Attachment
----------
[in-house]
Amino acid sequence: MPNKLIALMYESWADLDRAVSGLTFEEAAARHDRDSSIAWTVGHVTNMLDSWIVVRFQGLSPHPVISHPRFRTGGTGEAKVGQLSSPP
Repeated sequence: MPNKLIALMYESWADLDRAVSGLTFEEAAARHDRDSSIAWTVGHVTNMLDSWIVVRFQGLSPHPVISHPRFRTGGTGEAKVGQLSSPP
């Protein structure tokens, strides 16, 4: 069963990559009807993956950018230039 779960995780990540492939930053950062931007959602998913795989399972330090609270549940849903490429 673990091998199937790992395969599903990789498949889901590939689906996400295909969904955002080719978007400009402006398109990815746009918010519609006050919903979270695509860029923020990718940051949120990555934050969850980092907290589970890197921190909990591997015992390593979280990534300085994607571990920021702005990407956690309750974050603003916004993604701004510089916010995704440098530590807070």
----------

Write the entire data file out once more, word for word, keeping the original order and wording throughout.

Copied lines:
[in-house]
Amino acid sequence: MPNKLIALMYESWADLDRAVSGLTFEEAAARHDRDSSIAWTVGHVTNMLDSWIVVRFQGLSPHPVISHPRFRTGGTGEAKVGQLSSPP
Repeated sequence: MPNKLIALMYESWADLDRAVSGLTFEEAAARHDRDSSIAWTVGHVTNMLDSWIVVRFQGLSPHPVISHPRFRTGGTGEAKVGQLSSPP
């Protein structure tokens, strides 16, 4: 069963990559009807993956950018230039 779960995780990540492939930053950062931007959602998913795989399972330090609270549940849903490429 673990091998199937790992395969599903990789498949889901590939689906996400295909969904955002080719978007400009402006398109990815746009918010519609006050919903979270695509860029923020990718940051949120990555934050969850980092907290589970890197921190909990591997015992390593979280990534300085994607571990920021702005990407956690309750974050603003916004993604701004510089916010995704440098530590807070």